For this series of posts, I want to respond to a comment made on my post on Tolerating the Intolerable:
But how can you be sure that your way is right? What actual, physical proof do you have that says that Christianity is right and Islam (or Judaism, Hinduism, etc.) is wrong? All you have to go on is your faith and your particular holy book. What makes the Bible any more or less true than the Torah or Koran? Why is Jesus any holier than YHWH or Allah? There is no real way to know who is right in religion. Maybe none of the modern religions are right. Maybe Zeus et al. are sitting up on Mount Olympus right now shaking their heads at us. Until we stop declaring that we are right and nobody else is, the world will constantly be in a state of turmoil. (Oh, and in case you couldn’t tell, I’m an secular humanistic Jew.)
I think I’m going to go at it backwards and answer the last question first:
Why is Jesus any holier than YHWH or Allah?
Since this person is Jewish, I will respect that and leave out all vowels in YHWH. First of all, in the New Testament, Christ refers to himself as God, YHWH:
“I tell you the truth, before Abraham was born, I am.” (John 8:58)
So what makes that claim true? How can I say that Jesus really is God?
Well, as Lee Strobel puts it, “Anyone can believe that he or she is God. [But] Jesus didn’t just consider himself God’s Son, but he also fulfilled the attributes that are unique to God.”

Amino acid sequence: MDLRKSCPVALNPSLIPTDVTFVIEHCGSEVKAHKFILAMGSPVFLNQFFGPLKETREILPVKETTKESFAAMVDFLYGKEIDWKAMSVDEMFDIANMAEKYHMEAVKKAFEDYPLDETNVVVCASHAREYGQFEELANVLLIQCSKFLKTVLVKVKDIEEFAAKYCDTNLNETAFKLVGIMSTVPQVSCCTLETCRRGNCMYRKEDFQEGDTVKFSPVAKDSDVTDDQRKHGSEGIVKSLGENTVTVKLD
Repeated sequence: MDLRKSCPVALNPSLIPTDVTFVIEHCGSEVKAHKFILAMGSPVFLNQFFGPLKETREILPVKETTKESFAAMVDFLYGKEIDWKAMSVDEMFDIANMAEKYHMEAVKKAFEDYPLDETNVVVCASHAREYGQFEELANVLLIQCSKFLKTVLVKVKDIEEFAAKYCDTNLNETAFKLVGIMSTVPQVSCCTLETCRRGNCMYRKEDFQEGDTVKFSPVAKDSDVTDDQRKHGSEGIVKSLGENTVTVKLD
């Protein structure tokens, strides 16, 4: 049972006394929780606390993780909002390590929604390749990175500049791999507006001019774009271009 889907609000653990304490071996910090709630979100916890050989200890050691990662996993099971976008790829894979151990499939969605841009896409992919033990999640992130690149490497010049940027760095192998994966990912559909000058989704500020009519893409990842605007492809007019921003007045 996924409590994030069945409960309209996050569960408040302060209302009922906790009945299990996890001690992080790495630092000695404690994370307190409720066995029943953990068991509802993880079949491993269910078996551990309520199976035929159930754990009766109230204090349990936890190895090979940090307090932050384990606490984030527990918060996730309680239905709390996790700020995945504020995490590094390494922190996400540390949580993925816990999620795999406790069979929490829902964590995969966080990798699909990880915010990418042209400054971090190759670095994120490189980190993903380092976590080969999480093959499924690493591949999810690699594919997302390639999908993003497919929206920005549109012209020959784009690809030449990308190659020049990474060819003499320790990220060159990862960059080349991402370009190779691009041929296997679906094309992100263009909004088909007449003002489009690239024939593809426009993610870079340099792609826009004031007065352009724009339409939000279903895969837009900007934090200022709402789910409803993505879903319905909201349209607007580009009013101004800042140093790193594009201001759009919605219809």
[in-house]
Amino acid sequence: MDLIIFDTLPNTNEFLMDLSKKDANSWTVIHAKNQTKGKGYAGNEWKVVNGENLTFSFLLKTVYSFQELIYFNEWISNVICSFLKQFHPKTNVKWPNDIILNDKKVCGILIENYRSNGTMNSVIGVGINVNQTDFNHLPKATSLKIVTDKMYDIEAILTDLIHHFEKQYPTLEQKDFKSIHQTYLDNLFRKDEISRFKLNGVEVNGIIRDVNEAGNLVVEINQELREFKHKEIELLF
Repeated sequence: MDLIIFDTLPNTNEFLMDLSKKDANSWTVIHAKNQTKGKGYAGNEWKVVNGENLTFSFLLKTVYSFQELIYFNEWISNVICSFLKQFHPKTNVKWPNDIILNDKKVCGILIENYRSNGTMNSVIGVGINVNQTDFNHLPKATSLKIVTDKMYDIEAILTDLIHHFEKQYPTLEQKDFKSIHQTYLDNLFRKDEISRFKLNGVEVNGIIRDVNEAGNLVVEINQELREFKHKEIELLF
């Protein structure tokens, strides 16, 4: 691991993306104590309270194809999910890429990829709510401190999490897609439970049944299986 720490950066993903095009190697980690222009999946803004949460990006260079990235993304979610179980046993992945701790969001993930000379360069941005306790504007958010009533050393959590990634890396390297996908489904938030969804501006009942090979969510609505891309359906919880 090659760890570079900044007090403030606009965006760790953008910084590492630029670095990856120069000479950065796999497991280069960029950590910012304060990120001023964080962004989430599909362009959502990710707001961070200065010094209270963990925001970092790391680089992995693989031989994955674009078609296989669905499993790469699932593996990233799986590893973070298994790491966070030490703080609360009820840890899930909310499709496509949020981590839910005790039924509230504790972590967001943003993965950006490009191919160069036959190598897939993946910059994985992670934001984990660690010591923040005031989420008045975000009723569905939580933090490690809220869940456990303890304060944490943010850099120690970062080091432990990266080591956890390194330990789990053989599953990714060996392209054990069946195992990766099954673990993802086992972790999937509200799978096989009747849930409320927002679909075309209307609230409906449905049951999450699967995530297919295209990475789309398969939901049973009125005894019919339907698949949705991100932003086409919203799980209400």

He was omnicient, omnipotent , and omnipresent. During His time on earth, as recorded in Phillipians 2, he emptied himself of his attributes when he was incarnated.
“He made Himself nothing, taking the nature of a servant, being made in human likeness.” (Phillipians 2:7)
Collosians 2:9 states, “For in Christ all the fullness of the Deity lives in bodily form.”
And John 8:29 tells of his eternality, “In the beginning was the Word, and the Word was with God, and the Word was God.”
Jesus was God and he did claim to be God.
How can we believe that Jesus was and is God? I’d like to take a look at the prophecies of the Old Testament.
You will have to admit that all prophecies of the coming Messiah were written some 400 years before Christ was born.
Many Christians will first point to what looks to be a fortelling of the Messiah in Isaiah 53, which points out 12 aspects of Christ’s Passion:
He would be rejected, a man of sorrow, live a life of suffering, be despised by others, carry our sorrows, be smitten and afflicted by God, be peirced for our transgressions, be wounded for our sins, would suffer like a lamb, would die for the wicked, would be sinless, and would pray for others.
All of these things were fulfilled in the life of Christ, but many modern Rabbis reject that Isaiah was talking of a coming messiah, and insist that he referred to the Jewish Nation. Norman Geisler says, “It was common for Jewish interpreters before the time of Christ to teach that Isaiah here spoke of the Jewish Messiah. Only after early Christians began using the text apologetically with great force did it become in rabbinical teaching an expression of the suffering Jewish nation. The view is implausible in the context.”
Lee Strobel lists some of the other major predictions about the Messiah (all fulfilled by Jesus):
Lee Strobel then goes on to say that the “exact fulfillment of so many specific predictions is such a persuasive apologetic that critics have reapeatedly raised objections to try and negate them.”
And I’m going to attempt to address some of those in my next post.
Part Two: Objections Addressed